Preoperative thromboelastometry for the prediction of increased chest tube output in cardiac surgery: A retrospective study
Bleeding following cardiac surgery is a serious event with potentially life-threatening consequences. Preoperative recognition of coagulation abnormalities and detection of cardiopulmonary bypass (CPB) related coagulopathy could aid in the start of preventive treatment strategies that minimize perioperative blood loss. Most algorithms that analyze thromboelastometry coagulation tests in elective cardiac surgery do not include test results performed before surgery. We evaluated preoperative rotational thromboelastometry test results for their ability to predict blood loss during and after cardiac surgery.
A total of 114 adult patients undergoing cardiac surgery with CPB were included in this retrospective analysis. Each patient had thromboelastometry tests done twice: preoperatively, before the induction of anesthesia and postoperatively, 10 minutes after heparin reversal with protamine after decannulation.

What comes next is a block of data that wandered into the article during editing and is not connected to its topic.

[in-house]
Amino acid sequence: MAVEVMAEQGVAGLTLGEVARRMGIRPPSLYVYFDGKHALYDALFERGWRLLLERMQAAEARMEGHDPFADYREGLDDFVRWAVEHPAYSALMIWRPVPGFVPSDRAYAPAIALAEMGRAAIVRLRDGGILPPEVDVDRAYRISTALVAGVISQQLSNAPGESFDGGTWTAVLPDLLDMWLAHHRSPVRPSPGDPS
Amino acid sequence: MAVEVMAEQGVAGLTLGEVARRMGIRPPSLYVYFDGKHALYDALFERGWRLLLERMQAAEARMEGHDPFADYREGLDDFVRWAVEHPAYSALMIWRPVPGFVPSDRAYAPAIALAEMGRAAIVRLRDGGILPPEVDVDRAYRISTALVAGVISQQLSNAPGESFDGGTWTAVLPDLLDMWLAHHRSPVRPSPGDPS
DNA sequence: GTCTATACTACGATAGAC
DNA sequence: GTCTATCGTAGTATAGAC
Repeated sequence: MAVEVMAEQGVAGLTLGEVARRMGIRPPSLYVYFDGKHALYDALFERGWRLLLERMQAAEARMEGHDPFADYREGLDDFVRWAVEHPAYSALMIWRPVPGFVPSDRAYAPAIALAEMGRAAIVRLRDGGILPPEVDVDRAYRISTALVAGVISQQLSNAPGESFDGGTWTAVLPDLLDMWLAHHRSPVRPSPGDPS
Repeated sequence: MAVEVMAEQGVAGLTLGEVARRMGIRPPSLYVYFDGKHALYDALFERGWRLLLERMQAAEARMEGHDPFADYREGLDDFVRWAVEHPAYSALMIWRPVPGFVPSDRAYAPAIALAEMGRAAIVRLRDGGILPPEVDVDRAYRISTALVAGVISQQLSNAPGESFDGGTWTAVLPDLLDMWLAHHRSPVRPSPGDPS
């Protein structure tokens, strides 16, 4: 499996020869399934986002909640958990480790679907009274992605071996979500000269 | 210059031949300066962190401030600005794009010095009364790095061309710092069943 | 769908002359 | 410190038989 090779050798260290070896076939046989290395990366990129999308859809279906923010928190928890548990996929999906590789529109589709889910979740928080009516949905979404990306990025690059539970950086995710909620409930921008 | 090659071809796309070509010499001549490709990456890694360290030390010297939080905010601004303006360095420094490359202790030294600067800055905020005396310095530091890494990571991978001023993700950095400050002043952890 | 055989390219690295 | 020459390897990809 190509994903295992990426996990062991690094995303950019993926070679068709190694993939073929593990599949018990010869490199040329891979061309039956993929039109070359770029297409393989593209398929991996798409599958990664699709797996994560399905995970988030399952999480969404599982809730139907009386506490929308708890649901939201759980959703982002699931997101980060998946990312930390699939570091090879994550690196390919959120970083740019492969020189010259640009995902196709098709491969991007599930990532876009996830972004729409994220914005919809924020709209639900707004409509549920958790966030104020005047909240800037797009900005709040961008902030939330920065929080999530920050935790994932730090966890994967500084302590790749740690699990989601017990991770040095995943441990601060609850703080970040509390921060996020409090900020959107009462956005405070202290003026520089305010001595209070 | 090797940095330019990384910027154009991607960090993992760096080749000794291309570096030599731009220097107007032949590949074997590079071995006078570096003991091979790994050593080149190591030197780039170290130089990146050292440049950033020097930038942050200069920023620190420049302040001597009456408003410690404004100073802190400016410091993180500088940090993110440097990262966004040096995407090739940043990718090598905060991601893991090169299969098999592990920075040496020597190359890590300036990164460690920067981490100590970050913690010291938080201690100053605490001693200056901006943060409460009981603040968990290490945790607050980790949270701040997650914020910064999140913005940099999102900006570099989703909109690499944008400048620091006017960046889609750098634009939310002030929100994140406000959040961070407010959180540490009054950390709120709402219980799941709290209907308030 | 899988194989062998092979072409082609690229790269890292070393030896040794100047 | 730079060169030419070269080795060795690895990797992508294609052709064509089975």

Patients were placed into 1 of 2 groups depending on whether preoperative thromboelastometry parameters deviated from reference ranges: Group 1 [N = 29; extrinsically activated test (EXTEM) or INTEM results out of normal range] or Group 2 (N = 85; EXTEM and INTEM results within the normal range). We observed that the total amount of chest tube output was significantly greater in Group 1 than in Group 2 (700 mL vs 570 mL, P = .03). At the same time, the preoperative values of standard coagulation tests such as platelet count, aPTT, and INR did not indicate any abnormalities of coagulation.
Preoperative coagulation abnormalities diagnosed with thromboelastometry can predict increased chest tube output in the early postoperative period in elective adult cardiac surgery. Monitoring of the coagulation system with thromboelastometry allows rapid diagnosis of coagulation abnormalities even before the start of the surgery. These abnormalities could not always be detected with routine coagulation tests.